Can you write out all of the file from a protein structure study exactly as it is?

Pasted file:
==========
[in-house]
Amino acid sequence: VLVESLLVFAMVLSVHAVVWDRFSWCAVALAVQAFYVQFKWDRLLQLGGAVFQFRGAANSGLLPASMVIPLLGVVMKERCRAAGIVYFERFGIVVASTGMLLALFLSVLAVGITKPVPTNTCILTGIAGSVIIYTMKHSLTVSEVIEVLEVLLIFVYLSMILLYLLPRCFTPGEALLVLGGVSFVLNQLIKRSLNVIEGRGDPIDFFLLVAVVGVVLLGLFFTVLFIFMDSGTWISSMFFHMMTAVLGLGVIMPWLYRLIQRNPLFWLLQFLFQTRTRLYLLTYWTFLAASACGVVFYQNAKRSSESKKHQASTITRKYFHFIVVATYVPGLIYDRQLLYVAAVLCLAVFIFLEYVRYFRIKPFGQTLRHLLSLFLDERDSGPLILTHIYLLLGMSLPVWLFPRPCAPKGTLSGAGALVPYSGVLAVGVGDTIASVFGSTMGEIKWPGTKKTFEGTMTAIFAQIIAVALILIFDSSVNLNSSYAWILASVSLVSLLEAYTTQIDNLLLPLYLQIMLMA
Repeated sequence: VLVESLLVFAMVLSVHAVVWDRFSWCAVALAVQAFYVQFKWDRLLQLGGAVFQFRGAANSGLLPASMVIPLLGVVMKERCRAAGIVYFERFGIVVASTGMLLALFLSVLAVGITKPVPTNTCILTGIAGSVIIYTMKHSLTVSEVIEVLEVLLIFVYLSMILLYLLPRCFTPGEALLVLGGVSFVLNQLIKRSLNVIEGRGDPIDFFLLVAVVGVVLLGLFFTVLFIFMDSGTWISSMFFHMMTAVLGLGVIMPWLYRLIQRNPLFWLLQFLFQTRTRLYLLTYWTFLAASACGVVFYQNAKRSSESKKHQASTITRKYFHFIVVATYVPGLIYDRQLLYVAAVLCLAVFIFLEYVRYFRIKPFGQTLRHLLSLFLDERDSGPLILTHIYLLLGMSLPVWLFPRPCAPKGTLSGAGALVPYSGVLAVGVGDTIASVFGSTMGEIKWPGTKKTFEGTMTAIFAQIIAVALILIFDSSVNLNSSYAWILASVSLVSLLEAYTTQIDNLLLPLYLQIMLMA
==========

[in-house]
Amino acid sequence: VLVESLLVFAMVLSVHAVVWDRFSWCAVALAVQAFYVQFKWDRLLQLGGAVFQFRGAANSGLLPASMVIPLLGVVMKERCRAAGIVYFERFGIVVASTGMLLALFLSVLAVGITKPVPTNTCILTGIAGSVIIYTMKHSLTVSEVIEVLEVLLIFVYLSMILLYLLPRCFTPGEALLVLGGVSFVLNQLIKRSLNVIEGRGDPIDFFLLVAVVGVVLLGLFFTVLFIFMDSGTWISSMFFHMMTAVLGLGVIMPWLYRLIQRNPLFWLLQFLFQTRTRLYLLTYWTFLAASACGVVFYQNAKRSSESKKHQASTITRKYFHFIVVATYVPGLIYDRQLLYVAAVLCLAVFIFLEYVRYFRIKPFGQTLRHLLSLFLDERDSGPLILTHIYLLLGMSLPVWLFPRPCAPKGTLSGAGALVPYSGVLAVGVGDTIASVFGSTMGEIKWPGTKKTFEGTMTAIFAQIIAVALILIFDSSVNLNSSYAWILASVSLVSLLEAYTTQIDNLLLPLYLQIMLMA
Repeated sequence: VLVESLLVFAMVLSVHAVVWDRFSWCAVALAVQAFYVQFKWDRLLQLGGAVFQFRGAANSGLLPASMVIPLLGVVMKERCRAAGIVYFERFGIVVASTGMLLALFLSVLAVGITKPVPTNTCILTGIAGSVIIYTMKHSLTVSEVIEVLEVLLIFVYLSMILLYLLPRCFTPGEALLVLGGVSFVLNQLIKRSLNVIEGRGDPIDFFLLVAVVGVVLLGLFFTVLFIFMDSGTWISSMFFHMMTAVLGLGVIMPWLYRLIQRNPLFWLLQFLFQTRTRLYLLTYWTFLAASACGVVFYQNAKRSSESKKHQASTITRKYFHFIVVATYVPGLIYDRQLLYVAAVLCLAVFIFLEYVRYFRIKPFGQTLRHLLSLFLDERDSGPLILTHIYLLLGMSLPVWLFPRPCAPKGTLSGAGALVPYSGVLAVGVGDTIASVFGSTMGEIKWPGTKKTFEGTMTAIFAQIIAVALILIFDSSVNLNSSYAWILASVSLVSLLEAYTTQIDNLLLPLYLQIMLMA